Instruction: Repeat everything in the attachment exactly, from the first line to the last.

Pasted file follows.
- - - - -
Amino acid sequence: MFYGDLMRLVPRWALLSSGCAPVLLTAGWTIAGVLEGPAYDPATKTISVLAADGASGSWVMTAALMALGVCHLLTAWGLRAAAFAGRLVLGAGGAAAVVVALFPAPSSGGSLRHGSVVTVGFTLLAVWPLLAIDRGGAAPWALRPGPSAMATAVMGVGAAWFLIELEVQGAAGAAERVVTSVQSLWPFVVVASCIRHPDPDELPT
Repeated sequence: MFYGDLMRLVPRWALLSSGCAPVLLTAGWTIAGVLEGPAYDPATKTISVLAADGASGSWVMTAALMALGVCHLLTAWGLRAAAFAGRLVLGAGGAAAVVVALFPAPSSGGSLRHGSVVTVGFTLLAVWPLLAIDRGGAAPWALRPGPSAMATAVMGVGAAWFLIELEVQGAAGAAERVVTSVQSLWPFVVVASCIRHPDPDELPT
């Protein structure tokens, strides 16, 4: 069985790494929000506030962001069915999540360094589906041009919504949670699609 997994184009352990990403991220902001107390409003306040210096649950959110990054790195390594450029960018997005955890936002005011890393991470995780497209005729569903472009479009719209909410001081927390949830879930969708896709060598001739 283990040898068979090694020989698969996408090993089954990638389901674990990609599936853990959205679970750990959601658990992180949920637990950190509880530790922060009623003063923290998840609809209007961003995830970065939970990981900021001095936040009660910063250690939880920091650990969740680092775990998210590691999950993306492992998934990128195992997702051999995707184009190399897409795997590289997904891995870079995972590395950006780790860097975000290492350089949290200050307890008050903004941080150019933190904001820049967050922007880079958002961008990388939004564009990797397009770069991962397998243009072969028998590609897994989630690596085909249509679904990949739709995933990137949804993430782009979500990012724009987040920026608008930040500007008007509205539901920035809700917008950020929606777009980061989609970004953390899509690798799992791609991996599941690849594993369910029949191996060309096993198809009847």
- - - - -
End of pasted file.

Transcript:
Amino acid sequence: MFYGDLMRLVPRWALLSSGCAPVLLTAGWTIAGVLEGPAYDPATKTISVLAADGASGSWVMTAALMALGVCHLLTAWGLRAAAFAGRLVLGAGGAAAVVVALFPAPSSGGSLRHGSVVTVGFTLLAVWPLLAIDRGGAAPWALRPGPSAMATAVMGVGAAWFLIELEVQGAAGAAERVVTSVQSLWPFVVVASCIRHPDPDELPT
Repeated sequence: MFYGDLMRLVPRWALLSSGCAPVLLTAGWTIAGVLEGPAYDPATKTISVLAADGASGSWVMTAALMALGVCHLLTAWGLRAAAFAGRLVLGAGGAAAVVVALFPAPSSGGSLRHGSVVTVGFTLLAVWPLLAIDRGGAAPWALRPGPSAMATAVMGVGAAWFLIELEVQGAAGAAERVVTSVQSLWPFVVVASCIRHPDPDELPT
């Protein structure tokens, strides 16, 4: 069985790494929000506030962001069915999540360094589906041009919504949670699609 997994184009352990990403991220902001107390409003306040210096649950959110990054790195390594450029960018997005955890936002005011890393991470995780497209005729569903472009479009719209909410001081927390949830879930969708896709060598001739 283990040898068979090694020989698969996408090993089954990638389901674990990609599936853990959205679970750990959601658990992180949920637990950190509880530790922060009623003063923290998840609809209007961003995830970065939970990981900021001095936040009660910063250690939880920091650990969740680092775990998210590691999950993306492992998934990128195992997702051999995707184009190399897409795997590289997904891995870079995972590395950006780790860097975000290492350089949290200050307890008050903004941080150019933190904001820049967050922007880079958002961008990388939004564009990797397009770069991962397998243009072969028998590609897994989630690596085909249509679904990949739709995933990137949804993430782009979500990012724009987040920026608008930040500007008007509205539901920035809700917008950020929606777009980061989609970004953390899509690798799992791609991996599941690849594993369910029949191996060309096993198809009847």